Many people are put off the idea of perennial gardening because of the supposed need to dig up and divide your perennials each year, so let's put the record straight about this.
First and foremost is the fact that most perennials do not actually NEED to be divided each year. Many perennials are happy to go through their entire life, without the discomfort of being dug up each damp, cold autumn and cut into chunks then re planted. It is us – the gardeners – that NEED to divide the perennials – generally for aesthetic or propagation reasons.
The three reasons - perceived or otherwise - are for plant health, tidiness, and propagating extra plants.
So why should we divide these plants which are supposed to make gardening almost maintenance free? Think a while how different plants live!
Trees have a single stem or trunk, so have to spread their canopy aloft – preferably above all those below. The roots generally spread out to the edges of the canopy
Shrubs are the next ‘group’ down in size, so are many-stemmed or branched, in order to spread their ‘canopy’ wings at a lower level. Again, the roots generally reflect the spread of the canopy.
Perennials are lower down the size scale, and whilst they too, can spread their foliage canopy, they are subject to more local competition, so also have to elbow their way sideways at ground level. Their roots are confined to the spread of the canopy - a small area in relation to the above-ground growth.
The only way they can expand into new territory, is by spreading their root system outwards. The plant then follows the outward spread. Most herbaceous perennials in particular are multi-stemmed – sending up new stems each year in an ever increasing circle of growth – either searching for new nutrition sources or simply following the roots.
In doing this, the centre of the plant normally depletes, as the new shoots and stems find new food resources on the outer perimeter of growth.
The perennial plant as a whole is happy with this way of life as it gradually expands into new territory. We – the gardeners – are not! In this growing process, we are left with a perennial clump which is bare in the middle, and starts to look untidy!
The solution is to lift the mature perennial clump and roots, discard the mature and seemingly lifeless central portion, whilst keeping the outer parts by way of dividing the perennial roots into ‘good’ and ‘bad’ sections. The ‘good’ new outer sections are re-planted, and the whole cycle starts again – normally lasting around three years!
Typically, if you were to plant a single herbaceous perennial – say a Michaelmas daisy – alone in the center of a bed of 1m across, it would die down each autumn, and then reappear each spring in an increased circumference. After three years, there would be a central area devoid of growth, but the outer perimeter would be healthy and happy in its new surroundings. So we step in, and divide the outer part of the plant and plant anew.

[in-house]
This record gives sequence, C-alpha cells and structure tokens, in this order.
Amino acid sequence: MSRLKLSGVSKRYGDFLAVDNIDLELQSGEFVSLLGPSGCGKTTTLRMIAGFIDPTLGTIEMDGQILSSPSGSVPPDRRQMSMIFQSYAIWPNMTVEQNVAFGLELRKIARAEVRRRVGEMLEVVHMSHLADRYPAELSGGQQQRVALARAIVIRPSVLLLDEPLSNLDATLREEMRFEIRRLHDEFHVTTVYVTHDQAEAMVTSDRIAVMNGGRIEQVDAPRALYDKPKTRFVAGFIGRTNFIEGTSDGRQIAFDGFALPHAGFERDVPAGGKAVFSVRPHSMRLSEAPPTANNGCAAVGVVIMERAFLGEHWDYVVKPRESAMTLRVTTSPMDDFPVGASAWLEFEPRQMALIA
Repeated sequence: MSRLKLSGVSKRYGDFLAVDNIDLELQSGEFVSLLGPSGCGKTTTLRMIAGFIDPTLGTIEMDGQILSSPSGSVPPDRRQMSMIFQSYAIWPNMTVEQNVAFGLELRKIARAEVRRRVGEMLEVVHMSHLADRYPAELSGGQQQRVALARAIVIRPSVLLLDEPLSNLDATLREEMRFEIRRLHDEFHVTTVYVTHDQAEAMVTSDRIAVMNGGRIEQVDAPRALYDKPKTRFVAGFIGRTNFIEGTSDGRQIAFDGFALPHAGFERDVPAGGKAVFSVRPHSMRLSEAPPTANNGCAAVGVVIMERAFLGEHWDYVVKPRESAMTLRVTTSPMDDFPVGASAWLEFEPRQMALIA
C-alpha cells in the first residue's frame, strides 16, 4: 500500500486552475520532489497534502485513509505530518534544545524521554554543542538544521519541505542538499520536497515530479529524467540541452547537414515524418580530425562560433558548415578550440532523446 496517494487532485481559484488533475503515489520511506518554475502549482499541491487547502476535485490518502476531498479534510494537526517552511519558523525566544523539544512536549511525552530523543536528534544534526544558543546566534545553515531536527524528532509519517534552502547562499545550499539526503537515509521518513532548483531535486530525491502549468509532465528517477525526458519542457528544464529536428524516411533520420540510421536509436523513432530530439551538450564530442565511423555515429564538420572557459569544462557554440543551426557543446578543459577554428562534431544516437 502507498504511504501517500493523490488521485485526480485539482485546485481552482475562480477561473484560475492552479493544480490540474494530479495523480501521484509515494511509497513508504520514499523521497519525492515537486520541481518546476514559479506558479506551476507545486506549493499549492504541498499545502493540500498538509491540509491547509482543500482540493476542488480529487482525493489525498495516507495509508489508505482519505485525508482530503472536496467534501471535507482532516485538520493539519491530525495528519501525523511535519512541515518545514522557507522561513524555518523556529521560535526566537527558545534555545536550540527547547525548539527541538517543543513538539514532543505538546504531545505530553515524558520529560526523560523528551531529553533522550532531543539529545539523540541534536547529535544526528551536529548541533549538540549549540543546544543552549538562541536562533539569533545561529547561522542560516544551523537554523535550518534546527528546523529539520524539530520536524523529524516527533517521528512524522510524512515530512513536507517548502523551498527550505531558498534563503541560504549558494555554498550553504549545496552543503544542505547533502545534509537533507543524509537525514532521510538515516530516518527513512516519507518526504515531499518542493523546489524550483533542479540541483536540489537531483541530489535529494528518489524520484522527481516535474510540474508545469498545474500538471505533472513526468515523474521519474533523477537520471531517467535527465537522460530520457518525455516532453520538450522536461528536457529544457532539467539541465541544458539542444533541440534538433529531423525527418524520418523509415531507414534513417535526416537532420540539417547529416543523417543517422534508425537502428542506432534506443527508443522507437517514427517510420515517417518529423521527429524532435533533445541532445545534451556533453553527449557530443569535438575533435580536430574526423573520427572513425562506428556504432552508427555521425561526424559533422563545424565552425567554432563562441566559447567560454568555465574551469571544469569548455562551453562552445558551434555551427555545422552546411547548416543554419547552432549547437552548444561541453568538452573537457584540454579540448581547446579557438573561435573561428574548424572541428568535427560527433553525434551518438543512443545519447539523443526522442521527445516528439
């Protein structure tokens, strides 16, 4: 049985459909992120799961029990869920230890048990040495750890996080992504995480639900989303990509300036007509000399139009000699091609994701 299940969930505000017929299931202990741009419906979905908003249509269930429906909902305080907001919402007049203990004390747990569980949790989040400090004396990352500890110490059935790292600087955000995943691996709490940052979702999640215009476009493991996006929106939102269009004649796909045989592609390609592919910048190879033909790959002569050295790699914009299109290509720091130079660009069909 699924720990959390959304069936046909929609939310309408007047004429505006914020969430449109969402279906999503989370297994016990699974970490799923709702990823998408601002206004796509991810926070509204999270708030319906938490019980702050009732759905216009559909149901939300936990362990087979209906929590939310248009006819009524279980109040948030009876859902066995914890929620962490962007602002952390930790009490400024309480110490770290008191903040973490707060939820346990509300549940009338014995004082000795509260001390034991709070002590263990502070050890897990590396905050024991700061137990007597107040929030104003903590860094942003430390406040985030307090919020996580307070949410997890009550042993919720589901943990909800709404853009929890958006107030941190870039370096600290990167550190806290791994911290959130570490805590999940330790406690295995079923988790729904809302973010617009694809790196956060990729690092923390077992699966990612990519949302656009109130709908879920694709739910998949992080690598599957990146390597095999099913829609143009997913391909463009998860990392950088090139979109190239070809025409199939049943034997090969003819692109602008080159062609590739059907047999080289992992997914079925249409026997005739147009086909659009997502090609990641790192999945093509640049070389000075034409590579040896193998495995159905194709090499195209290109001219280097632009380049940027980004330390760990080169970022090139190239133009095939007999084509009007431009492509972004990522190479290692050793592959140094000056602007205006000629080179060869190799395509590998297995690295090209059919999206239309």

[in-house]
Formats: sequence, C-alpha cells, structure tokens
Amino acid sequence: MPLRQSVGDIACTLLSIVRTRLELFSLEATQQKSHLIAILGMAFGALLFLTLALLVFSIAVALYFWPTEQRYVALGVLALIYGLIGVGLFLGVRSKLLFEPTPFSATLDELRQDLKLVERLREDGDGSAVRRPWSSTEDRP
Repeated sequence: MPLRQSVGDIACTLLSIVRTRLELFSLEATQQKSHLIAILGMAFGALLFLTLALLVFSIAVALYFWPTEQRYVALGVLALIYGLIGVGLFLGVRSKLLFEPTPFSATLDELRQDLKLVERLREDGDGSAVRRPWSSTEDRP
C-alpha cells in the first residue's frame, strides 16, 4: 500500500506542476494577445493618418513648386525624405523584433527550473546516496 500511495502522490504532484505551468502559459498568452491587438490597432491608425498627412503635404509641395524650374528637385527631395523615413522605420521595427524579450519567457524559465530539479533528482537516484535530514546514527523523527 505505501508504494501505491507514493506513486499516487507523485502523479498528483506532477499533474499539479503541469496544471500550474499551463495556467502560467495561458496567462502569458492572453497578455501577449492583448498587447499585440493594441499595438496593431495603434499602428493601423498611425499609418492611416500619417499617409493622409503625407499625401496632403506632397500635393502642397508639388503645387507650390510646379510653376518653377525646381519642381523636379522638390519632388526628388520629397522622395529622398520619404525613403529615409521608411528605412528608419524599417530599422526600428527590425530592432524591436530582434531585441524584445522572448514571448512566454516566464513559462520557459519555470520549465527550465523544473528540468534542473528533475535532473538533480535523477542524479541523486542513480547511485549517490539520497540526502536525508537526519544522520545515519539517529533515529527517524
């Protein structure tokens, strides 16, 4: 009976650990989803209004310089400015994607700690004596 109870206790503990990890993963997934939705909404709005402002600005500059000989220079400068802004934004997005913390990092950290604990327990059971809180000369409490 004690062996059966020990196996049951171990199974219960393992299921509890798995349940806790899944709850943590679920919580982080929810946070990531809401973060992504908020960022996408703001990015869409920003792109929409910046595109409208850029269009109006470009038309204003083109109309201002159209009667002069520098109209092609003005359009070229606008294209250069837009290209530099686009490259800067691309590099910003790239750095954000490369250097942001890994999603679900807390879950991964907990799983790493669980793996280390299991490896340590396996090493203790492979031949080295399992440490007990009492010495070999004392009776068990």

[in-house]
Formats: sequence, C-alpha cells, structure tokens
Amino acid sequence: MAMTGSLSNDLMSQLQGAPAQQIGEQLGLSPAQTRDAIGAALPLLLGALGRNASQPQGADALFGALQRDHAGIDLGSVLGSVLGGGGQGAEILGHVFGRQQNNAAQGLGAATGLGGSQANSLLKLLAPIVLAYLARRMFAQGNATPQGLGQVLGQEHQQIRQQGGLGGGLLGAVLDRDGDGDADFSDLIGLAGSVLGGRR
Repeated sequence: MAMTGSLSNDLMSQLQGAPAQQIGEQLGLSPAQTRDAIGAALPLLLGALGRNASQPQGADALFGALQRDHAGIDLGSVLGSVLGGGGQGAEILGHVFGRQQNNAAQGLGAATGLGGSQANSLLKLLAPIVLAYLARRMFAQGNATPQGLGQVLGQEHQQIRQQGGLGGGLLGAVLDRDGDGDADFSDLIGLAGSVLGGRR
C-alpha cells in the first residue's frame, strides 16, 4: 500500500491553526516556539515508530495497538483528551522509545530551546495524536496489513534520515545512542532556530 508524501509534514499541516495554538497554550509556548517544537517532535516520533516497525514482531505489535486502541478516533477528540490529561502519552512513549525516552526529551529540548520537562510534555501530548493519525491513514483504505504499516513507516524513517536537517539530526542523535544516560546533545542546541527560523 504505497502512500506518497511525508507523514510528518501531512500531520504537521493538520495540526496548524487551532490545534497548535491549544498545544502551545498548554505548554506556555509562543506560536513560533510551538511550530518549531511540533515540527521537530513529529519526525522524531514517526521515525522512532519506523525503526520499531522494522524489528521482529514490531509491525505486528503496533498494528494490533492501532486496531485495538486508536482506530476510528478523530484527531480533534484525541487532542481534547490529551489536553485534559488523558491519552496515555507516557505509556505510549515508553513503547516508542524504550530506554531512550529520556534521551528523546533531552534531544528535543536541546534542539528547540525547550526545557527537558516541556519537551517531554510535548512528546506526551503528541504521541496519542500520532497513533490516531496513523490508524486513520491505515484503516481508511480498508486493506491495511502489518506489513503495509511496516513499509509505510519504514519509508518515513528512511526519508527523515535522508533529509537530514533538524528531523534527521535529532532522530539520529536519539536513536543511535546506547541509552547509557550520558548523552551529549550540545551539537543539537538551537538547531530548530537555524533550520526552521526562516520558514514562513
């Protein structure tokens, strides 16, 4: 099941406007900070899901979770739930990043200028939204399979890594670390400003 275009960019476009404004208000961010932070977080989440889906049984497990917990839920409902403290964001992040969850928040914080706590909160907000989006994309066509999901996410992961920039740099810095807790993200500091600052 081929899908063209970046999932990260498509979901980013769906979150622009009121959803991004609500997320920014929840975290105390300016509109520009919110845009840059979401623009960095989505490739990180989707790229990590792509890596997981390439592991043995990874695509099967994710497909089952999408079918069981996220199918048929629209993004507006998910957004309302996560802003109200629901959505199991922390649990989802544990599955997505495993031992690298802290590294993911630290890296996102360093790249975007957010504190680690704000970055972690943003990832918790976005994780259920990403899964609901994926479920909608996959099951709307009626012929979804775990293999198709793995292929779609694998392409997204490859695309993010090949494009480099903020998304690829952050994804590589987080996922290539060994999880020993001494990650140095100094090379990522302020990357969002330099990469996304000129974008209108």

However, if the plant were left to its own devices, it would then also start to send new growth back into the central barren part. (It would spread both inwards and outwards from the perimeter.) Eventually, the entire bed would be full of plant! Problem being that most of us do not have the space to allow this to happen in our border, and in any event, the ‘dead’ middle of the plant for several tyears would be unacceptable to us!
It is mainly the herbaceous perennials that spread this way. Evergreen perennials – of which there are fewer – tend to be slower growing, and are generally happy for many years with their allotted root space.
Perennials have generally been divided in the autumn, but early spring is just as good if not better! The autumn divisions were practiced in the large garden estates, and this became the norm. the reason simply being, that there were too many other gardening tasks of importance in the Spring. Also, always having to look forward in gardening – especially in large gardens – if this task is left until the spring, and the season turns out to be very wet and the ground boggy, then there is likelihood that the job would not get done. Plan for it in the autumn, and if the weather precludes, then do it in the spring.
Evergreen perennials that need to be divided for whatever reasons are best tackled as growth starts in mid spring, or even late spring. Evergreen perennials divided in the autumn – going into dormancy - will at least suffer a huge setback – if not death.
Good exercise is this!
Dig the entire root system fo the plant out of the ground and shake off or otherwise remove the attached soil if necessary. If you are blessed with a light soil, then there may be no need for this, and in any event, some perennials do not have too much of a fibrous root system (Most do!) Water from hose is a good way to clean the clump - but don’t get your underfoot area soggy.
Cut the outer parts of the roots into sections. If this is carried out after the first three years, then probably divide the clump into four sections. These sections are your new plants.
The new ‘plants’ can be planted immediately, or potted up into containers for selling at the local boot fair. You can also make a lot of friends by offering then round. Maybe even set up a division ring of likewise minded gardeners, who have different plants to you. (The garden centre managers will love that bit of advice!)
You do not have to be a mathematician to work out that if you start with a modest collection of five perennials, in six years you could end up with a hundred or so plants!
List of Perennials that we might need to divide. (To follow).
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